ReplyDelete
    Replies
    1. Thank-you, they were fun to make and have been even more fun to wear!

      Delete
  4. Congratulations on your wonderful collection.

    ReplyDelete
  5. The entire collection is beautiful!!! I love the patches!

    ReplyDelete
    Replies
    1. Thank-you, I felt a little self conscious about them at first, but they are pretty subtle and they are growing on me!

      Delete
  6. Congrats again and good for you for casting us Lagenlookers in such a gorgeous light by proxy :)

    What a smart idea you've hit upon for compatible cardi-jacket for your Tina Givens pieces! Works wonderfully with your wardrobe. One of those ideas which is completely obvious - after the one brilliant person has hit on it ;)

    How do you like the Clover bias maker? I do quite a bit of bias, these days i end up using bias on pretty much every garment i make, but have yet to try a bias maker. And using a raw edge on the bias seems a great choice for you, as raw edged bias is a much neater look than on the straight of grain. Well done!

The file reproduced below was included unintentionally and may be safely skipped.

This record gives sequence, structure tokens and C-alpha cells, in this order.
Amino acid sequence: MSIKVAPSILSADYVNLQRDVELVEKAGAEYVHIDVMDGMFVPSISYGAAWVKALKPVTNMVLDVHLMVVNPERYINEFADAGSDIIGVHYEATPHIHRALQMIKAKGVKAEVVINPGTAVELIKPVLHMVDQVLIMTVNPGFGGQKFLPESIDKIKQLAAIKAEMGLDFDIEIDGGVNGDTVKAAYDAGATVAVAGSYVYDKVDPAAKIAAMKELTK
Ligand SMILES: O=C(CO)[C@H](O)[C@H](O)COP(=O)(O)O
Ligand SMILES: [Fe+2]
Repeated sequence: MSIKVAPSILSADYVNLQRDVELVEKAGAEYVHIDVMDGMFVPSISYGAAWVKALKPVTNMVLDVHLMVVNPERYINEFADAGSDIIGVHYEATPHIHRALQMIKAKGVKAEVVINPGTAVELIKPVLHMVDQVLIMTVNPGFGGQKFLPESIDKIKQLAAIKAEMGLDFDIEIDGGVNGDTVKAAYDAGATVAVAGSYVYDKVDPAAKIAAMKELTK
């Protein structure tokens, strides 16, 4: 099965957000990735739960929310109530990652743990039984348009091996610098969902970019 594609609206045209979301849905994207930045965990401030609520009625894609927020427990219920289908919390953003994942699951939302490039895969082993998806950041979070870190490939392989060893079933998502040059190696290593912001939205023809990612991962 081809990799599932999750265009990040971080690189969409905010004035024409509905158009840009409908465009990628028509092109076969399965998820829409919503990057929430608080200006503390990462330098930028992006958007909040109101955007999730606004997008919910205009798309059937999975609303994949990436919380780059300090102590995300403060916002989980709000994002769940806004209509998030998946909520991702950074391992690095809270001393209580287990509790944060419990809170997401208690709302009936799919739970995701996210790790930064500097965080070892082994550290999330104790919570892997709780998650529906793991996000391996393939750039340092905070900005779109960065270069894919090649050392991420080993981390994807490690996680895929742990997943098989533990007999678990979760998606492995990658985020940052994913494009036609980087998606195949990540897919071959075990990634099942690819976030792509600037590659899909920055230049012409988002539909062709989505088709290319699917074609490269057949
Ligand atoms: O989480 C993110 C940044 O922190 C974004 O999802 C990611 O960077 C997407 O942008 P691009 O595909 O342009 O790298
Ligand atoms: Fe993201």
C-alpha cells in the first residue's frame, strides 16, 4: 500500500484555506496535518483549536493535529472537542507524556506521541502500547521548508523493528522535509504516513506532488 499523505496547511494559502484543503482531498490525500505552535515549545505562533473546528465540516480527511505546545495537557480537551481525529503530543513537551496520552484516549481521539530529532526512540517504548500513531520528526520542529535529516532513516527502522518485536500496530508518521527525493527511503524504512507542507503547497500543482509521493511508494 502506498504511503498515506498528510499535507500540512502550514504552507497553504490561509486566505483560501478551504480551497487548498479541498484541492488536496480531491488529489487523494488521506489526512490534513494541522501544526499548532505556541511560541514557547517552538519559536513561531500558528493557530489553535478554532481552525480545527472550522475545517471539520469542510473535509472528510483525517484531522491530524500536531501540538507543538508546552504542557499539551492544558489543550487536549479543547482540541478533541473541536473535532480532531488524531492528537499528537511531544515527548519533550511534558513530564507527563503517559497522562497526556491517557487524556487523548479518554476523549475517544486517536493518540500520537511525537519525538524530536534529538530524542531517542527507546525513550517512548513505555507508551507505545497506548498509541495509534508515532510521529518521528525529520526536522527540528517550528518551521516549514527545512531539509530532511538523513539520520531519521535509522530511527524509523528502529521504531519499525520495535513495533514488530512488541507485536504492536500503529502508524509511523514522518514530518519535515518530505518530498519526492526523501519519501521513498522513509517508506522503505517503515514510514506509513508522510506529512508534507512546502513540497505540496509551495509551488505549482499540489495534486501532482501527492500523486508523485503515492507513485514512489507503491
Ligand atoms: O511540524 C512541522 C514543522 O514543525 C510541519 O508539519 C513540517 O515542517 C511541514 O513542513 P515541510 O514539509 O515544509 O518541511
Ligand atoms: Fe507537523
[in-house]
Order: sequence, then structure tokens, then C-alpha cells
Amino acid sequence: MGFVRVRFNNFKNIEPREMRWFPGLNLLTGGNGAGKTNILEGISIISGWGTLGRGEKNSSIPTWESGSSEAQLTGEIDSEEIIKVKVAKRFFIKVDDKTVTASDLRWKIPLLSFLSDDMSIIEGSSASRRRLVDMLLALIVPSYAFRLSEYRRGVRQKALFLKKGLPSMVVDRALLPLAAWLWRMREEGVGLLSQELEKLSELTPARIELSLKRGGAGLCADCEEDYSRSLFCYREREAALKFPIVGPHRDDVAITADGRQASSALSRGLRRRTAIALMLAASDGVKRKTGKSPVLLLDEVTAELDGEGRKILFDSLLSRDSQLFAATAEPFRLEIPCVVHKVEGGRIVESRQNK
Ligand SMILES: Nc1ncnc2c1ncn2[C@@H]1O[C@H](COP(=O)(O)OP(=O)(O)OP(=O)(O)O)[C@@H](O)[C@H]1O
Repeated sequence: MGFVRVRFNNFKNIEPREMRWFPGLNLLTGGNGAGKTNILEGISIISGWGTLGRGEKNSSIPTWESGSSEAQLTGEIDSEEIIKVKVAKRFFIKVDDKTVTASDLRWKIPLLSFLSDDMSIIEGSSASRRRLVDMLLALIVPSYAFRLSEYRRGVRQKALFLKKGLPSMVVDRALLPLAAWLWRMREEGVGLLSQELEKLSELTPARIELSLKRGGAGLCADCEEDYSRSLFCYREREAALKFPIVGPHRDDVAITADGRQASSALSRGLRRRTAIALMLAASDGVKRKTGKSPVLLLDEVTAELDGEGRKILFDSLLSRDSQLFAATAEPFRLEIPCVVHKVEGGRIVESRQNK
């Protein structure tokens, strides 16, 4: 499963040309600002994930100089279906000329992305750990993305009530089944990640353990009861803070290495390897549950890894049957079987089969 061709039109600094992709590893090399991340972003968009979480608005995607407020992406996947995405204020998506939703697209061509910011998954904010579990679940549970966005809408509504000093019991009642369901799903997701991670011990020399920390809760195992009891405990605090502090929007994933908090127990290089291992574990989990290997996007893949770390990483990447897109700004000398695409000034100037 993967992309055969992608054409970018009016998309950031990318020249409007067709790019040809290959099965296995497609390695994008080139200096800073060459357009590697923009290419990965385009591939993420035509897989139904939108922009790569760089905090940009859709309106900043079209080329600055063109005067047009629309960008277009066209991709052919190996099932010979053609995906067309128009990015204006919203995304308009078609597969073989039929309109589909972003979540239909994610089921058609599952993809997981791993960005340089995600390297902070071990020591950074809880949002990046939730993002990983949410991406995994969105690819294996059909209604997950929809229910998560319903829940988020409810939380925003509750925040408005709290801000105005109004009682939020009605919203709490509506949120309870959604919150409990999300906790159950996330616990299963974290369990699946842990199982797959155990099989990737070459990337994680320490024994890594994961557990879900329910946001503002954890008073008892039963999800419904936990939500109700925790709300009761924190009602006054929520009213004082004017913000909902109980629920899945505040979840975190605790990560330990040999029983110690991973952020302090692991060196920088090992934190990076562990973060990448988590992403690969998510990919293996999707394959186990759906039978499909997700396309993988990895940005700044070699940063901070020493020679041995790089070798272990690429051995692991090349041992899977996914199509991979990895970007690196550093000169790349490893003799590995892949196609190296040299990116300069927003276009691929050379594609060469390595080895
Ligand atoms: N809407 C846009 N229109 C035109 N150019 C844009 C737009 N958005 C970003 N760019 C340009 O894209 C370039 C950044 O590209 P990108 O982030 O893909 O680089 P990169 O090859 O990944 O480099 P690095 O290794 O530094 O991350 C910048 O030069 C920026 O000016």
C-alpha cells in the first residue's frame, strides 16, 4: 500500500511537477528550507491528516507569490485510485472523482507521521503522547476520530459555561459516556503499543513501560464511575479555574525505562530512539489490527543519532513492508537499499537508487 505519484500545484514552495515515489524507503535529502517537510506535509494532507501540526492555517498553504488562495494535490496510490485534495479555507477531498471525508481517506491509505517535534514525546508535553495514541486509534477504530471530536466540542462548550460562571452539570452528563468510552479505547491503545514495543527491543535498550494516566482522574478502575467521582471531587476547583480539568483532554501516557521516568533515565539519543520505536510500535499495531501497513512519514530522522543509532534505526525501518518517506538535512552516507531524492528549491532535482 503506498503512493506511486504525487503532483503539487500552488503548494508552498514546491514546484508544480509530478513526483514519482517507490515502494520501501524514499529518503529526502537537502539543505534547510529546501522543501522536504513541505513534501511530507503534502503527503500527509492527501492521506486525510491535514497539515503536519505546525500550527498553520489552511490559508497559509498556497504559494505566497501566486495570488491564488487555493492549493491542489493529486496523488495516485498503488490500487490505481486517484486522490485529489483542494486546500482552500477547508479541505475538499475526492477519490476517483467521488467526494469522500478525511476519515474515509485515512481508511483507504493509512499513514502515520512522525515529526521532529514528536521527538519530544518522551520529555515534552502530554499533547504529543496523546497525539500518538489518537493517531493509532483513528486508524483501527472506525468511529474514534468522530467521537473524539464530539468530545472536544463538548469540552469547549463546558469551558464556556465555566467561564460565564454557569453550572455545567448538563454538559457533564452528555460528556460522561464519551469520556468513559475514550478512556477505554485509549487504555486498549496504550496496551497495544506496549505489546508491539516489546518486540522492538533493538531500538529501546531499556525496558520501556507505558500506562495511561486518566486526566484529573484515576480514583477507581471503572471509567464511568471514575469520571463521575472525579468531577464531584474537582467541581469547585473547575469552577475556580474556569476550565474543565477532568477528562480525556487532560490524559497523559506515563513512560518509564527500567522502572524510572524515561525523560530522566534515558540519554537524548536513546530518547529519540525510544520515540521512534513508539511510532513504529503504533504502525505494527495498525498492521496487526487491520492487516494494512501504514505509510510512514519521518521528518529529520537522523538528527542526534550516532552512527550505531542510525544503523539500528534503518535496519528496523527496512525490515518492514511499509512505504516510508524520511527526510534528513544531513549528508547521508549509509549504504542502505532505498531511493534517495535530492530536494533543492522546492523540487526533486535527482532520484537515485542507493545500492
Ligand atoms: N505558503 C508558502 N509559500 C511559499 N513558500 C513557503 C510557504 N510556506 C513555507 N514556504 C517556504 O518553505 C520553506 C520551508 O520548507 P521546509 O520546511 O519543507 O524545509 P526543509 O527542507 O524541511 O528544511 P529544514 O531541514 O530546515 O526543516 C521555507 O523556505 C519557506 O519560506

Pet those hounds for us!

    ReplyDelete
    Replies
    1. Thank-you, glad to help out!! I plan to turn the Jaqueline Slip into a jacket as well - I think that the asymmetrical hem would look quite funky as a jacket.

      I love the Clover bias maker - I never use shop bought bias binding, so this is my'go to' piece of kit! When I cut the bias strips I usually make then 1.25" wide rather than the suggested 1" widths. I find that this gives me a better depth to the fold. I've actually changed nearly all my hems to the raw edged bias binding - I love the look and it is very quick to add :) So far the laundering has worked well and the edging is holding up!